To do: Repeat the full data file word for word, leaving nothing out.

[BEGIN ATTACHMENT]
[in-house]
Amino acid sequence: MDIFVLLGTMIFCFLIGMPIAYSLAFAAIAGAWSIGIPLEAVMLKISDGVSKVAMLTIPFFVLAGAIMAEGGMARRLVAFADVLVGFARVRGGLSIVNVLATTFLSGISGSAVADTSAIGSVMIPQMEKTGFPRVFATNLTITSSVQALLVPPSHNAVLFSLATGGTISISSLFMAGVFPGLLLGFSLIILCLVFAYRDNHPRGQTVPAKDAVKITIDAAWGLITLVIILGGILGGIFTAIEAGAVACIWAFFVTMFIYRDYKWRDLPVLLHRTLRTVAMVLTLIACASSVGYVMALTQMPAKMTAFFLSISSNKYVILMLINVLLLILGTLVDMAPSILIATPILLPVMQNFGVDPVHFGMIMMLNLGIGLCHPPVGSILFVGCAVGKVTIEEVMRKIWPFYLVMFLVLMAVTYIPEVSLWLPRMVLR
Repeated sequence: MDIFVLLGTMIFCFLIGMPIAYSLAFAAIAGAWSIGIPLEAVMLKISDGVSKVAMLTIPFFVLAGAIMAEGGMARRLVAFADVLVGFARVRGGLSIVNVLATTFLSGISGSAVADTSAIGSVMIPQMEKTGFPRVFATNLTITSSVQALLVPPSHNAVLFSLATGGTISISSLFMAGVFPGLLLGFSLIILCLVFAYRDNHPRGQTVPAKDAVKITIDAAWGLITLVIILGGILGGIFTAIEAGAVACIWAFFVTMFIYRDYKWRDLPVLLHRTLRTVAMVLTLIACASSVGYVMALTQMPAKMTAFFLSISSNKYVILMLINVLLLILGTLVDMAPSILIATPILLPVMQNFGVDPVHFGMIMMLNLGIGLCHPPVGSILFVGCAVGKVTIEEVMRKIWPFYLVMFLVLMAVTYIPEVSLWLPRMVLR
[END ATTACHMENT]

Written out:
[in-house]
Amino acid sequence: MDIFVLLGTMIFCFLIGMPIAYSLAFAAIAGAWSIGIPLEAVMLKISDGVSKVAMLTIPFFVLAGAIMAEGGMARRLVAFADVLVGFARVRGGLSIVNVLATTFLSGISGSAVADTSAIGSVMIPQMEKTGFPRVFATNLTITSSVQALLVPPSHNAVLFSLATGGTISISSLFMAGVFPGLLLGFSLIILCLVFAYRDNHPRGQTVPAKDAVKITIDAAWGLITLVIILGGILGGIFTAIEAGAVACIWAFFVTMFIYRDYKWRDLPVLLHRTLRTVAMVLTLIACASSVGYVMALTQMPAKMTAFFLSISSNKYVILMLINVLLLILGTLVDMAPSILIATPILLPVMQNFGVDPVHFGMIMMLNLGIGLCHPPVGSILFVGCAVGKVTIEEVMRKIWPFYLVMFLVLMAVTYIPEVSLWLPRMVLR
Repeated sequence: MDIFVLLGTMIFCFLIGMPIAYSLAFAAIAGAWSIGIPLEAVMLKISDGVSKVAMLTIPFFVLAGAIMAEGGMARRLVAFADVLVGFARVRGGLSIVNVLATTFLSGISGSAVADTSAIGSVMIPQMEKTGFPRVFATNLTITSSVQALLVPPSHNAVLFSLATGGTISISSLFMAGVFPGLLLGFSLIILCLVFAYRDNHPRGQTVPAKDAVKITIDAAWGLITLVIILGGILGGIFTAIEAGAVACIWAFFVTMFIYRDYKWRDLPVLLHRTLRTVAMVLTLIACASSVGYVMALTQMPAKMTAFFLSISSNKYVILMLINVLLLILGTLVDMAPSILIATPILLPVMQNFGVDPVHFGMIMMLNLGIGLCHPPVGSILFVGCAVGKVTIEEVMRKIWPFYLVMFLVLMAVTYIPEVSLWLPRMVLR